Benefits include:

  • Activates 90% of the body’s muscles
  • Burns up to 46% more calories than regular walking
  • Increases aerobic effect by up to 25% compared to regular walking
  • Decreases load and strain on the lower body
  • Tones upper arms, shoulders and back muscles
  • Improves lateral mobility of the spine
  • Develops core stability and strength
  • Promotes an upright posture

Who can participate in Nordic Walking?

Nordic walking is a suitable for people of all ages and fitness levels. It is an exercise that can be enjoyed individually or as a group, and on any form of terrain from beaches, parks, trails, grass and footpaths.

Nordic Walking can benefit a wide array of people and assist in the management of acute and chronic conditions. These include:

  • Cross training sports professionals
  • Chronic disease management – diabetes, arthritis, neuromuscular and cardio related diseases
  • Injury rehabilitation and post operative recovery
  • Total body fitness
  • Sustainable weight loss

Where can we learn the technique of Nordic Walking?

Attadale Physiotherapy runs both group and individual Nordic Walking classes.  Contact us on 93174777 to book in or to find out more.

For further information see the Nordic Academy website –

Muscles and Ageing

Articles and Advice, Physiotherapyon October 3rd, 2013Comments Off on Muscles and Ageing

What happens to our muscles as we age?

Do they become smaller? Weaker? Is this part of the natural process of aging that cannot be changed, or is it because we stop using them?

A recent study titled “Chronic Exercise Preserves Lean Muscle Mass in Masters Athletes“ investigated whether the muscle loss commonly associated with aging is as a result of the physiological changes of the muscles themselves, or as a result of muscle disuse (atrophy) due to a sedentary lifestyle.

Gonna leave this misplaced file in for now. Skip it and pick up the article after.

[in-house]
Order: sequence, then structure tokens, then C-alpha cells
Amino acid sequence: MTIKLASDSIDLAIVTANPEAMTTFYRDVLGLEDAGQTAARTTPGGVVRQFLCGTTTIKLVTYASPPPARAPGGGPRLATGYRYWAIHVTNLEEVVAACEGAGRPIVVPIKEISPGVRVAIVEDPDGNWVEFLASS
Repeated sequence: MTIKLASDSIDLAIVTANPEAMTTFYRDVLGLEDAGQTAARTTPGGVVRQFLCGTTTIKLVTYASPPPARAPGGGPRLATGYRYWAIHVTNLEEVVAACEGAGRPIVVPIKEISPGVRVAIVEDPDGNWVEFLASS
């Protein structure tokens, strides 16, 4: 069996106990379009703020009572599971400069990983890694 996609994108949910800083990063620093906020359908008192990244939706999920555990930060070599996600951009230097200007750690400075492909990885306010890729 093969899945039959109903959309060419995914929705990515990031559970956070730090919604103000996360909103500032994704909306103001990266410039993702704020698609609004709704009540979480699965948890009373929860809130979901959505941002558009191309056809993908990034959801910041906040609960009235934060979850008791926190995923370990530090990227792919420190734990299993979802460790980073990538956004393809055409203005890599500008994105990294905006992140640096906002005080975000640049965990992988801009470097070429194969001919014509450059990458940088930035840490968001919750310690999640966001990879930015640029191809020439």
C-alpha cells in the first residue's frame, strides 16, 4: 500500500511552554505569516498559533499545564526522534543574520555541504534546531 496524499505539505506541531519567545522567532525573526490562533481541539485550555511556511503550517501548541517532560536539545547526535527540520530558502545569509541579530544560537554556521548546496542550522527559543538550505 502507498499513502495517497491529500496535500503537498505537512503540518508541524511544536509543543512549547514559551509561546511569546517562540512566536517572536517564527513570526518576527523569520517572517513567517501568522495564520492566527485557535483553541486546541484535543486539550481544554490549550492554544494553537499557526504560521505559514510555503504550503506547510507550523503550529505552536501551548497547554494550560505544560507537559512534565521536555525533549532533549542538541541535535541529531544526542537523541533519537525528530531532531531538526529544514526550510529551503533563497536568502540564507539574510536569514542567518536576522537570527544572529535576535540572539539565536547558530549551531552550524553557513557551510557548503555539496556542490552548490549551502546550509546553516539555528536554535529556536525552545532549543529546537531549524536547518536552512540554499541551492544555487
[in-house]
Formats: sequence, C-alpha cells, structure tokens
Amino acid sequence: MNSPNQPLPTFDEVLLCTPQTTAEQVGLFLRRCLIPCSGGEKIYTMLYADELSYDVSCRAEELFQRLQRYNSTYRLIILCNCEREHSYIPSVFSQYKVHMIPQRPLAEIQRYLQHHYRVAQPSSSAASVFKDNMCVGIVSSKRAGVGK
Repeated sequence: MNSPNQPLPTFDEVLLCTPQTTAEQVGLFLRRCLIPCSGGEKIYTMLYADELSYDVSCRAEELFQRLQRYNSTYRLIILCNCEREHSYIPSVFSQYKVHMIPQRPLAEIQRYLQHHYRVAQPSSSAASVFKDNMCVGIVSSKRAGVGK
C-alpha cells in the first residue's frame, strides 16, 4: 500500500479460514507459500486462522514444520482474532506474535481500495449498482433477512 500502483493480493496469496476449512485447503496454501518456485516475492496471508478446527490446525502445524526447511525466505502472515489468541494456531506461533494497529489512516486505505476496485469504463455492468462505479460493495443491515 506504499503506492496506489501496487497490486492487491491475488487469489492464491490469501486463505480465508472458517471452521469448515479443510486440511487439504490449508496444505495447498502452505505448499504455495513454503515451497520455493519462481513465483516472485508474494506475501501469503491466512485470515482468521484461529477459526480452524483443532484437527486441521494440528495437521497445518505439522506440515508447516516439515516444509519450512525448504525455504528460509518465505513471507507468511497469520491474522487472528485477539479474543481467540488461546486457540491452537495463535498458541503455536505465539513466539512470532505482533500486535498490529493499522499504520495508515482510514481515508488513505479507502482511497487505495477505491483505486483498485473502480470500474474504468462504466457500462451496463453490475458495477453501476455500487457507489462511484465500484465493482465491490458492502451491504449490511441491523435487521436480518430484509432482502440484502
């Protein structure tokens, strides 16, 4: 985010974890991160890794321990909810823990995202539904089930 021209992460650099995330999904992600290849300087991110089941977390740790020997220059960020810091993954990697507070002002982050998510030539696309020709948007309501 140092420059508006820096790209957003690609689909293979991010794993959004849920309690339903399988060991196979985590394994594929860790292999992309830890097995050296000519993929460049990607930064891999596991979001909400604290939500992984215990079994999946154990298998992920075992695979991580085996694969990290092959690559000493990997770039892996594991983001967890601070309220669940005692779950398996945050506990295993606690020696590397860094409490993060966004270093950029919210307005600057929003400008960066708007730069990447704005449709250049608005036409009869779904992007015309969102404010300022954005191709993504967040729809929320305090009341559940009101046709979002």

To determine this, the study used MRI imaging to compare body composition and lean muscle mass across a number of different people of various ages and activity levels.

Here is what they found…

40-year-old triathlete

74-year-old sedentary male

74-year-old triathlete

The images truly reflect the benefit that exercise has on our muscles.

The conclusion drawn here is that with simple lifestyle choices based around exercise and nutrition we CAN preserve muscle mass and strength as we age.

Rather than accept frailty as a inevitable factor of the ageing process, participation in lifelong physical activities to maintain our muscle strength is the key  – a true example of use it or lose it.

Physiotherapy and Musculoskeletal Health

Articles and Advice, Physiotherapyon September 2nd, 2013Comments Off on Physiotherapy and Musculoskeletal Health

Silent epidemic costs Australia $55.1 billion

27 August 2013

New research has shown that arthritis and other musculoskeletal (MSK) conditions cost the country $55.1 billion and affect more Australians than any other National Health Priority Area including heart disease, cancer and diabetes.